A powerful exploration of the past and present arc of America’s white supremacy—from the country’s inception and Revolutionary years to its 19th century flashpoint of civil war; to the Civil Rights movement of the 1960s and today’s Black Lives Matter.
 
“The most profoundly original cultural history in recent memory.” —Henry Louis Gates, Jr., Harvard University

“Stunning, timely ... an achievement in writing public history ... Teaching White Supremacy should be read widely in our roiling debate over how to teach about race and slavery in classrooms." —David W. Blight, Sterling Professor of American History, Yale University; author of the Pulitzer-prize-winning Frederick Douglass: Prophet of Freedom


In Teaching White Supremacy, Donald Yacovone shows us the clear and damning evidence of white supremacy’s deep-seated roots in our nation’s education system in a fascinating, in-depth examination of America’s wide assortment of texts, from  primary readers to college textbooks and other higher-ed course materials. Sifting through a wealth of materials, from the colonial era to today, Yacovone reveals the systematic ways in which white supremacist ideology has infiltrated American culture and how it has been at the heart of our collective national identity.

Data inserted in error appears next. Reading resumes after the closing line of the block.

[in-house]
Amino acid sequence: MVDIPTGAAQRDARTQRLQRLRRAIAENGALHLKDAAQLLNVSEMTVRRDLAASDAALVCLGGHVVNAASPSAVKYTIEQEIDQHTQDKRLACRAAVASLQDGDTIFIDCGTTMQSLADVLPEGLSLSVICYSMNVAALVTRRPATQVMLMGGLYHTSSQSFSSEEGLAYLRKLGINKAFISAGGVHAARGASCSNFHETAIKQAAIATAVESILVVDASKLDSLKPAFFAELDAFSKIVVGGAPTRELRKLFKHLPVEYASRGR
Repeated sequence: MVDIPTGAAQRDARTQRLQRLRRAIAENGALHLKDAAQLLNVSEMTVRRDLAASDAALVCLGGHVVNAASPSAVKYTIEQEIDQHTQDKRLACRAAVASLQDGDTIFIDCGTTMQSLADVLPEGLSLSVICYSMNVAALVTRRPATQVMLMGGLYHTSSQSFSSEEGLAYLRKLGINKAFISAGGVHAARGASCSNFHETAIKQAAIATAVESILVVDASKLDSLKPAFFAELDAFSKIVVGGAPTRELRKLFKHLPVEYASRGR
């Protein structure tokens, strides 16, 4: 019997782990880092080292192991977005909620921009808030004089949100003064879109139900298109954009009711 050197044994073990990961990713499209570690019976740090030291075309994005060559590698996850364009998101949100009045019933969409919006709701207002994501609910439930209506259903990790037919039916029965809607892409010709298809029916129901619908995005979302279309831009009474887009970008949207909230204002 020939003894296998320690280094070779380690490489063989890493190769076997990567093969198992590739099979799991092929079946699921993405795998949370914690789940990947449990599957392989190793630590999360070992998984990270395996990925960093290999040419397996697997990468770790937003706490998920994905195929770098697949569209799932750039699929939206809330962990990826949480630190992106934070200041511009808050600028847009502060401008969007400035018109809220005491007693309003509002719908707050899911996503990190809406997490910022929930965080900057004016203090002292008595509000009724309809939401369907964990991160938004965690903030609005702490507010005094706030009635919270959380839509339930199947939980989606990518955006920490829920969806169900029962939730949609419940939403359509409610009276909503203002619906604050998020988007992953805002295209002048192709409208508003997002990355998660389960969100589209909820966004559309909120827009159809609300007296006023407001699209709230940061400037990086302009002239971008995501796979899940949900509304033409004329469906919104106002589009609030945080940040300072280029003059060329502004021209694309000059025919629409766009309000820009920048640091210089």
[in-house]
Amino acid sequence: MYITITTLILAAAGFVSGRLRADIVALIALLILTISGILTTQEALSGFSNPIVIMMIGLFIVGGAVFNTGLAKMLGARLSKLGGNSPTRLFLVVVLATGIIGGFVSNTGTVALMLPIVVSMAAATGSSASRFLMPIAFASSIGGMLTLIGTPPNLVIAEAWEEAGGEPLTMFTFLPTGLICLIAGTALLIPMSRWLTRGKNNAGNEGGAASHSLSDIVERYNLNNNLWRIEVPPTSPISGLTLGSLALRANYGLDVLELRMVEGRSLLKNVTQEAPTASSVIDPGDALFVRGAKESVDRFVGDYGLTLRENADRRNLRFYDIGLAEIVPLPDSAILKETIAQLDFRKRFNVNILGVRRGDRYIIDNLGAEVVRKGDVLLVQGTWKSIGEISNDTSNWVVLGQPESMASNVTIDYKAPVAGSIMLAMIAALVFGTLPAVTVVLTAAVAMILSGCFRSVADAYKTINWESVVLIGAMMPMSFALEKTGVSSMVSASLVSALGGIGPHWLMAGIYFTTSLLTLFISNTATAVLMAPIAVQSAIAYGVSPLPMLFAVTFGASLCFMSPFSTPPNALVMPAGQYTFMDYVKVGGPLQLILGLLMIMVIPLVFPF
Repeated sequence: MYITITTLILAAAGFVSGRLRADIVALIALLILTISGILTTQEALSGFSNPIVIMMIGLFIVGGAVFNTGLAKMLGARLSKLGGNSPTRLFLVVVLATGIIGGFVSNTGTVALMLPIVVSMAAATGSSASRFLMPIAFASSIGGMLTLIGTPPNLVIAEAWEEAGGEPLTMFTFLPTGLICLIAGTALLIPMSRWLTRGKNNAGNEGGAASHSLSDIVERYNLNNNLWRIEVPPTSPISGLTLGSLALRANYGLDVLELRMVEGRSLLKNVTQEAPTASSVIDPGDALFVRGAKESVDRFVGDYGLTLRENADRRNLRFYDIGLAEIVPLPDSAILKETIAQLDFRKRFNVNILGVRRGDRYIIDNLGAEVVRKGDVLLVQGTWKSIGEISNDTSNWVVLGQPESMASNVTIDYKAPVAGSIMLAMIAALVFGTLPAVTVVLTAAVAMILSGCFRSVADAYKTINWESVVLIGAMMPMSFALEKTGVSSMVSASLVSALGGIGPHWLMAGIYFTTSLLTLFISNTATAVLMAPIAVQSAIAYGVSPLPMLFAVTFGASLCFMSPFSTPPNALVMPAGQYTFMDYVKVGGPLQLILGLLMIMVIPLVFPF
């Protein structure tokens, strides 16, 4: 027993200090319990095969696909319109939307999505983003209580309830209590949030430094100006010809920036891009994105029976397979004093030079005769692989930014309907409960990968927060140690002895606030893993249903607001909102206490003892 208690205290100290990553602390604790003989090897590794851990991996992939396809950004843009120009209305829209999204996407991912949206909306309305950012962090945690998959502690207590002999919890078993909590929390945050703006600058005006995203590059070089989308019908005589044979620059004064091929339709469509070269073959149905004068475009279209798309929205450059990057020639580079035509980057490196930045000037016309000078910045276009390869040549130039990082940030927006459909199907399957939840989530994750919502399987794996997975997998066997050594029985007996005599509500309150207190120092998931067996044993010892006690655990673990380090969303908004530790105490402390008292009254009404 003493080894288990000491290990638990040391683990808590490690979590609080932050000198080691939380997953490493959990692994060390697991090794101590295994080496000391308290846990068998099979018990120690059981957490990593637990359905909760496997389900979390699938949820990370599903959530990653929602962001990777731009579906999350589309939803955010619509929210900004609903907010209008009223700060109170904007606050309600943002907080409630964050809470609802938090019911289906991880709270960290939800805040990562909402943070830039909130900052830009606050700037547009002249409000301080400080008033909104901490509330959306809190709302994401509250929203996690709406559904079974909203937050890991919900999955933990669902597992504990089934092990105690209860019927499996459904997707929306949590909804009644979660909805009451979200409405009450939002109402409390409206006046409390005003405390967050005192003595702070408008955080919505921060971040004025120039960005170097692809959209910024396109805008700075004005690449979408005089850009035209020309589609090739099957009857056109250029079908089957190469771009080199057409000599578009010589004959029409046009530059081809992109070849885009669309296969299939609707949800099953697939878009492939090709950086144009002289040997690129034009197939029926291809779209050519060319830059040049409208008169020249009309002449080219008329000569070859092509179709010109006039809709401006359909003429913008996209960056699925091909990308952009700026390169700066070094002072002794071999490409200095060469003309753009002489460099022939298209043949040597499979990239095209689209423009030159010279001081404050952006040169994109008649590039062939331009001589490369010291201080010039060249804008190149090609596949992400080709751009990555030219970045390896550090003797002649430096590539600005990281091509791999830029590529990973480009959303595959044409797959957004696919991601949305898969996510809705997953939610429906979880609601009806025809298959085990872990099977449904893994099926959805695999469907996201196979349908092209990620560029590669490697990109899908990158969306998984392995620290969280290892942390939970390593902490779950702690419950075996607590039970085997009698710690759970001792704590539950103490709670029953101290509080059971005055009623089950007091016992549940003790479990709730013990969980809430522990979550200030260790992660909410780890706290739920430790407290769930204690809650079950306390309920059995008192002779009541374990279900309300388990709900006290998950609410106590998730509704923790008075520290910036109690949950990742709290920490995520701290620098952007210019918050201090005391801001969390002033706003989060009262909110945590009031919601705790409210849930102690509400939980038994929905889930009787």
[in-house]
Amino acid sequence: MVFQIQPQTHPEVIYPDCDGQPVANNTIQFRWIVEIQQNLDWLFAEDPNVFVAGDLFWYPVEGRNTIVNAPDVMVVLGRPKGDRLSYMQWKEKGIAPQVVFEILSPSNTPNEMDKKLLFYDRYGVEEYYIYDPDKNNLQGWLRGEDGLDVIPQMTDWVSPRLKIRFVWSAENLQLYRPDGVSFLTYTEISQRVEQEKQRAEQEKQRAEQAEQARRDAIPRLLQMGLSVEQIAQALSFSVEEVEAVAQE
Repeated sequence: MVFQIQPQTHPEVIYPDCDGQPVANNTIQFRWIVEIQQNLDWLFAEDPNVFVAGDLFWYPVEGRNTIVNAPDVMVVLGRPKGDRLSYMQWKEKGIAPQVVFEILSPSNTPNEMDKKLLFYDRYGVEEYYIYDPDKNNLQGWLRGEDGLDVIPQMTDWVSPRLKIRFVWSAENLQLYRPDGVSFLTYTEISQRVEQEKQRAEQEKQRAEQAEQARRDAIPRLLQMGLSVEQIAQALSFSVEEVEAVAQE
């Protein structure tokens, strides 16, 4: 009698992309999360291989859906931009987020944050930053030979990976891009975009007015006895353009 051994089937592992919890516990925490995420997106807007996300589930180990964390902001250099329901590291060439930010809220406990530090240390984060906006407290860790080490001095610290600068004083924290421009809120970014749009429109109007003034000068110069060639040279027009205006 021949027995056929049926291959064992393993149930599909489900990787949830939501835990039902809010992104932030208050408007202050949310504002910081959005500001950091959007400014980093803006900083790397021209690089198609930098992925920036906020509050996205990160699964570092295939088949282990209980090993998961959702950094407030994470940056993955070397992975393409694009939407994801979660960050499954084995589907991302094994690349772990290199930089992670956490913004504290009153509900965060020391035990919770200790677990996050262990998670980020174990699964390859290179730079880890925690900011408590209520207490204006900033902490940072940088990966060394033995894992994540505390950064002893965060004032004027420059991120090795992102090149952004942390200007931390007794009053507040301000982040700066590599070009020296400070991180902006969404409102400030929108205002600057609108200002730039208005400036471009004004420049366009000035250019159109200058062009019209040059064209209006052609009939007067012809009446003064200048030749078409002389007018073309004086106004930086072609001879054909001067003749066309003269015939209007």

And, the author argues that it is the North, not the South, that bears the greater responsibility for creating the dominant strain of race theory, inculcated throughout the culture and in school textbooks, that restricted and repressed African Americans and other minorities, even as Northerners blamed the South for its legacy of slavery, segregation and racial injustice.
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